Evans’ cell was thoroughly checked a night before and all sharp-edged objects like razor, nail-file , scissors, etc. were taken away from him. The suitcase of the invigilator, McLeery, was carefully checked before he entered the cell. Also, the Governor had himself decided to supervise the examination by listening in through the microphone connected to Evans’ cell. Prison officer Stephens was deployed to observe Evans from the peep-hole every minute or so. Another prison officer Mr Jackson was in constant contact with the Governor on the phone. Both the gates of the wings of Evans’ cell were locked tightly.

Thus the authorities left no stone unturned in ensuring the smooth and safe conduct of the examination.

Question 2 : How did the negligence of the prison officers prove to be a boon for Evans?

Answer : The prison authorities had taken multi-step detailed precautions for the safe conduct of the examination. However, some lapses on their part at critical moments proved to be a boon for Evans.

First of all, one tried to verify the identity of the invigilator McLeery and that turned out to be a key mistake in this case. Similarly, the identities of the van driver and the officer who handcuffed Evans were not verified. All of them later turned out to be Evans’ accomplices.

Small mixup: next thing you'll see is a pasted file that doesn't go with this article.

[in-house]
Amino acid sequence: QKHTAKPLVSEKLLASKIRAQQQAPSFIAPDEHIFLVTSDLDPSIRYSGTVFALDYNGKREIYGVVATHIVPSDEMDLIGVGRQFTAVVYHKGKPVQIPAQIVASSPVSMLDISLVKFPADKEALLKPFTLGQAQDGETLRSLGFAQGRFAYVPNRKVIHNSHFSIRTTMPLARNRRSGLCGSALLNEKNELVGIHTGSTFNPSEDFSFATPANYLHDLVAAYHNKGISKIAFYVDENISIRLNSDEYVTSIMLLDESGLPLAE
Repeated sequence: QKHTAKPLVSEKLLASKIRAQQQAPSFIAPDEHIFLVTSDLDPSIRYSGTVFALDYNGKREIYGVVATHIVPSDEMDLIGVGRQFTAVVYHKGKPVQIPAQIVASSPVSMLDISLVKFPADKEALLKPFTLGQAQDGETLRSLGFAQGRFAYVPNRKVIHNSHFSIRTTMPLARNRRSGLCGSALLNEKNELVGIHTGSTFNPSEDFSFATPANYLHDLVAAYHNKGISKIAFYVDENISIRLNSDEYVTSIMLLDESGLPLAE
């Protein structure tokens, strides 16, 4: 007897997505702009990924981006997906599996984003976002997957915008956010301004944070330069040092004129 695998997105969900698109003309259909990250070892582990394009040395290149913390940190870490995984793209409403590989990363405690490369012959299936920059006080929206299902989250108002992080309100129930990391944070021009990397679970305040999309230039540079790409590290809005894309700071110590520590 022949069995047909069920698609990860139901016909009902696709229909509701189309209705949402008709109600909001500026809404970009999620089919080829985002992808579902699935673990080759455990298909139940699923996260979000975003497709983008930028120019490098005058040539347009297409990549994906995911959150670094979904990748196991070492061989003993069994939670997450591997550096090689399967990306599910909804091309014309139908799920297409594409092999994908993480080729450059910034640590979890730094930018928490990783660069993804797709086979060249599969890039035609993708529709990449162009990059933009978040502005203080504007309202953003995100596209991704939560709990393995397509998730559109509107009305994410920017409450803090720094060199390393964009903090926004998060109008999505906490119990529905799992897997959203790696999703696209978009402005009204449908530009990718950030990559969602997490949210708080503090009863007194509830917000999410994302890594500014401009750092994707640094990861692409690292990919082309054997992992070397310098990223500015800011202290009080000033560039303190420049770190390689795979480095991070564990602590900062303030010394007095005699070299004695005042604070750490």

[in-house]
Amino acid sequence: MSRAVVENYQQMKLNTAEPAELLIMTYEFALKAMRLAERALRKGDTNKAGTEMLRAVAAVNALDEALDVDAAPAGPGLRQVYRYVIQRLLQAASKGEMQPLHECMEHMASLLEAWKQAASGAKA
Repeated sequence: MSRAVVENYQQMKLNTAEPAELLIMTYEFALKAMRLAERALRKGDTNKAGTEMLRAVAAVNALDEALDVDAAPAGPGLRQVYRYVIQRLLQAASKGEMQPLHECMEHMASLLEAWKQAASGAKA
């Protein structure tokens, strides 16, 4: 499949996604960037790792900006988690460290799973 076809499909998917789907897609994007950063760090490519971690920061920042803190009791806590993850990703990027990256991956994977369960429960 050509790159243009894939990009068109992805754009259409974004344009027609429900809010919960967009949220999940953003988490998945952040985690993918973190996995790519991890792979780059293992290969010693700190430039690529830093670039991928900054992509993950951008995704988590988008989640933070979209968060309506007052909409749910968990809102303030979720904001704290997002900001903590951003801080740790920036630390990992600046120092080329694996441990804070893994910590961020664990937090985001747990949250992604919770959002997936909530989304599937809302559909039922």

The Detective Superintendent also acted hastily and did not drive the injured McLeery to the hospital.

This gave Evans the chance to escape. Finally, the Governor, who had a sharp presence of mind and hawk-eyed vigil, made the greatest blunder. When he nabbed Evans at the hotel, he did not bring him to the jail with him and sent him with a driver and a prison officer. Thus, Evans escaped yet again.

Question 3 : Give a character sketch of the Governor of Oxford Prison based on your understanding of the story, ‘Evans Ties an O-level’.

Answer : The Governor of the HM Prison, Oxford, appears to be a kind-hearted fellow at the start as he arranges for an O-level exam for a prisoner renowned for his ability to escape. He was, though, quite skeptical of Evans and made every arrangement to make sure that Evans had no means to escape.